Here's how it works.  People with access to money, power and responsibility steal, lie, loot, pillage, con, scheme, bamboozle, prevaricate, shuck, jive, and generally strip the paint off the wall off of anything they get within pissing distance of and then hide, it, stuff it up their poopers, staple it to relatives asset sheets, tax evade, or send it offshore and the people who ostensibly legislate and enforce the regulations regarding their alleged professions are blowing them stupid and holding up the other end of the rug they sweep it under.  And they're going to keep doing it until we're either Somalia lite or we hang them.  Now stop worrying.
 
2013-04-09 10:43:47 AM

Dr Dreidel: Wait, until now, you could trade on behalf of someone else using insider information? The law against insider trading only applied to the named account-holder?


No, it's not actually legal.  The point is that people are using their children's names for their insider trading accounts ostensibly to reduce their own risk of getting caught.  It appears to work.
 
2013-04-09 10:44:11 AM

Honest Bender: Even Congress has gotten into the spirit of things, to ban insider trading by members.


LOL, like they'd ever give up their cash cow.  Insider trading regulations are a joke when congress can blatantly get away with it.


Congress exempts themselves from the vast majority of the laws they pass.  Congress is immune from the Equal Employment Opportunity Act, OSHA safety regulations, the ADA, and a whole host of other laws that they saw fit to impose on the rest of us.
 
2013-04-09 10:46:30 AM
Let's say I, a non-employee and non-associate of a company, discover something through my own work that I know will cause a huge swing in that company's stock if I reveal it.  If I buy/short/whatever their stock and then make the revelation, causing my position to become extremely profitable and then capitalizing on it, is that insider trading?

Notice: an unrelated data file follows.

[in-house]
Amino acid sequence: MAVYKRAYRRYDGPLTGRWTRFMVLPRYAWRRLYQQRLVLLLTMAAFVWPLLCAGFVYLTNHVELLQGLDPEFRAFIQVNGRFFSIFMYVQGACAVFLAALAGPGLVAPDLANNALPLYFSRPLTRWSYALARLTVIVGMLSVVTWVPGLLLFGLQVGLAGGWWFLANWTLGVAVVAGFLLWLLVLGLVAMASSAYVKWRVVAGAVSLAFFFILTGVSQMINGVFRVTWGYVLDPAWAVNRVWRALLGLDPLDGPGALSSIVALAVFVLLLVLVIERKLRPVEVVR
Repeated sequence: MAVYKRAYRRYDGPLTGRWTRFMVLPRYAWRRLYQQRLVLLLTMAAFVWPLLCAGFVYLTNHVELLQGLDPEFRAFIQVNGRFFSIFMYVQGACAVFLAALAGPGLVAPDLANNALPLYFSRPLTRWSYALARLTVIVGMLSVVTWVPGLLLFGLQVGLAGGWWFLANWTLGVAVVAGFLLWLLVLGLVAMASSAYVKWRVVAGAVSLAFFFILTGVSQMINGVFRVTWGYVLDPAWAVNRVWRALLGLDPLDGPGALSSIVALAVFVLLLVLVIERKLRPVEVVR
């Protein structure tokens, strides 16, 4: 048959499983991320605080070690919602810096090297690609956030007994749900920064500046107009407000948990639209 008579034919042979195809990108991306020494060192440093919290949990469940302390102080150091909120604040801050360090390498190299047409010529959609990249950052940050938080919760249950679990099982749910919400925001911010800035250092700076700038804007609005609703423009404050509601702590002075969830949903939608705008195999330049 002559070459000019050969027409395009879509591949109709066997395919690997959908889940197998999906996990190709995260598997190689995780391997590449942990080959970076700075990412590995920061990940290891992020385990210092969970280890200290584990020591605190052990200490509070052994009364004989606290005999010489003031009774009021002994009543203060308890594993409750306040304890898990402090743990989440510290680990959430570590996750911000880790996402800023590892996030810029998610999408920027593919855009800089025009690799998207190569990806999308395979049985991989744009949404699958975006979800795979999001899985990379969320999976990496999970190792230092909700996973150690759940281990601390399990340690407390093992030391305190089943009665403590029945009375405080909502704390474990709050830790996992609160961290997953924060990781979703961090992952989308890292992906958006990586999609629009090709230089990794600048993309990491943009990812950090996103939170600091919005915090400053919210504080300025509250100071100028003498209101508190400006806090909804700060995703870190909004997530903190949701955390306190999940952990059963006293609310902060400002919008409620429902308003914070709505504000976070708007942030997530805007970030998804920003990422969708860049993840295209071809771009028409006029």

Hypothetical example: Let's say I wrote a program that lead me to discovering the old Pentium floating-point division bug back in 1994, and I was smart enough to realize that publication of my findings would have a negative effect in Intel's stock.  If I had shorted their stock then told the world about the bug, making a tidy profit on the falling stock price, would that have been insider trading?  I'd have been an insider about the bug, right?  Or is my understanding of the term "insider" flawed?

And if it's NOT insider trading, what's the difference?  I'd still have been a member of a small (in this case one) group of people who have knowledge about the corporation's future that would not have been available to others.  If the stock market is the random betting system that it seems like the SEC wants it to be, wouldn't ANY private knowledge be unfair?  I have no idea how this stuff works, but it seems like a pretty farked up system to me.
 
2013-04-09 10:48:51 AM

Stone Meadow: Hugh2d2: Good. Now look into what the puke stains in congress are getting away with.

Cock suckers and traitors, every single one.

Yes, but that article is also two years old and congress critters can no longer indulge in insider trading.


LOL.

They wrote the law so that it didn't apply to their families using the insider info they got as members of the second biggest group of criminals next to the farking Vatican.
 
2013-04-09 10:49:27 AM
THIS IS WHY WE MUST LOWER TAXES ON THE RICH AND REDUCE REGULATION
 
2013-04-09 10:50:08 AM

Stone Meadow: Such trades are against the law, since such adult-managed kiddie accounts are considered the accounts of the adults in question for income purposes, but there was little enforcement.


America's financial problems in one short phrase.

// if the SEC could do its damn job (boats or no) for once...
 
2013-04-09 10:50:44 AM

Hugh2d2: Stone Meadow: Hugh2d2: Good. Now look into what the puke stains in congress are getting away with.

Cock suckers and traitors, every single one.

Yes, but that article is also two years old and congress critters can no longer indulge in insider trading.

LOL.

They wrote the law so that it didn't apply to their families using the insider info they got as members of the second biggest group of criminals next to the farking Vatican.


An article from yesterday.
 
2013-04-09 10:53:40 AM

bagumpity: Let's say I, a non-employee and non-associate of a company, discover something through my own work that I know will cause a huge swing in that company's stock if I reveal it.  If I buy/short/whatever their stock and then make the revelation, causing my position to become extremely profitable and then capitalizing on it, is that insider trading?